This Was Supposed to Be a Story About a Bizarre Anti-Vaccine Rally and a Sedated Bear. Then It Got Weird.
“She’s now saying that she intends to appeal the no-bear condition, getting her attorney involved, claiming that our decision is unconstitutional. She actually said that our misuse of power is far more dangerous than a caged bear.”
These contentious new rentals are both problematic additions to city life and promising alternatives to cars and public transit. One Bay Area resident wanted to see if they could help him escape the city into nature, and to explore the limits of the rental scooters’ abilities.
John and his mother Ann, who live in a house in Pretoria, South Africa, were two victims of faulty IP address mapping — and the U.S. government played a big role in the mess.
A controversial cyber-pagan ceremony conjurs issues of self-empowerment, solidarity, and heaven on earth.
Who delivers Amazon orders? Increasingly, it’s plainclothes contractors with few labor protections, driving their own cars, competing for shifts on the company’s own Uber-like platform.
Russia’s aversion to harm reduction as a strategy to combat drug addiction has led to an HIV epidemic. In Yekaterinburg — the fourth largest city in Russia with a population of 1.5 million people — one in 50 are HIV positive. In Russia, addiction is considered a “moral sickness” and methadone is illegal — “a despised ‘narcoliberal’ idea.” The country has gone so far as to assert that drug addiction and homosexuality are notions imported from the West in a bid to corrupt ‘Russia’s “conservative ideology and traditional values.”’ For those who are suffering, the prospects are grim.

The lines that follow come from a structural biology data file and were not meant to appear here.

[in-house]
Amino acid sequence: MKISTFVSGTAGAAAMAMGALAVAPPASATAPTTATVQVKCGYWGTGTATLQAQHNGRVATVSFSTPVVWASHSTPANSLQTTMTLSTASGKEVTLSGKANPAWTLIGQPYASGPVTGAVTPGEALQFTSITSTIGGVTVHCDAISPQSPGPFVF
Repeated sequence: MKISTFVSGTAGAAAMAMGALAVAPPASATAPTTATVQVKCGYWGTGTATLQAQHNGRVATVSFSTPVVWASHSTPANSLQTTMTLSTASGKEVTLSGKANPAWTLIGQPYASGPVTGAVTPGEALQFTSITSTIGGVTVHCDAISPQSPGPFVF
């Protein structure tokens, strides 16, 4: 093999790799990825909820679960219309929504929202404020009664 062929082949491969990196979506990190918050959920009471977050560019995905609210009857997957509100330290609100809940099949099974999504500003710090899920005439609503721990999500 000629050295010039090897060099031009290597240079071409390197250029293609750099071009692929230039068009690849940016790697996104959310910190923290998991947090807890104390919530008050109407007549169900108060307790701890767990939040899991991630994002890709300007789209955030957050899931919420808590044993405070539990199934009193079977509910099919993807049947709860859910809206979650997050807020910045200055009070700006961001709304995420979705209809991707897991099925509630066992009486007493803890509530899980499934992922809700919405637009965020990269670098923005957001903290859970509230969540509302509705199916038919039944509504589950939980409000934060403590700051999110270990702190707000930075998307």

A look into the colorful and globe-hopping history of inoculation.
Paul Morantz helped bring Synanon down—and almost paid with his life. Here, he tells his story to Gizmodo’s Matt Novak.
“Over the course of six weeks during the height of the Cold War, almost three million Soviets visited an exhibition that celebrated America.” A look back at how it all happened, with help from companies like Pepsi, IBM, Sears and General Motors.
How a drug rehab program became a violent cult:
In 1970, George Lucas needed dozens of actors with shaved heads for his sci-fi dystopian movie THX 1138. He had trouble filling the roles at first, since so few actresses wanted to cut their locks, but Lucas eventually found the extras he needed in a strange utopian community where everyone worshipped sobriety and expressed solidarity by shaving their heads. It was called Synanon, and over the course of three decades it would become one of the weirdest and most vindictive cults of the 20th century.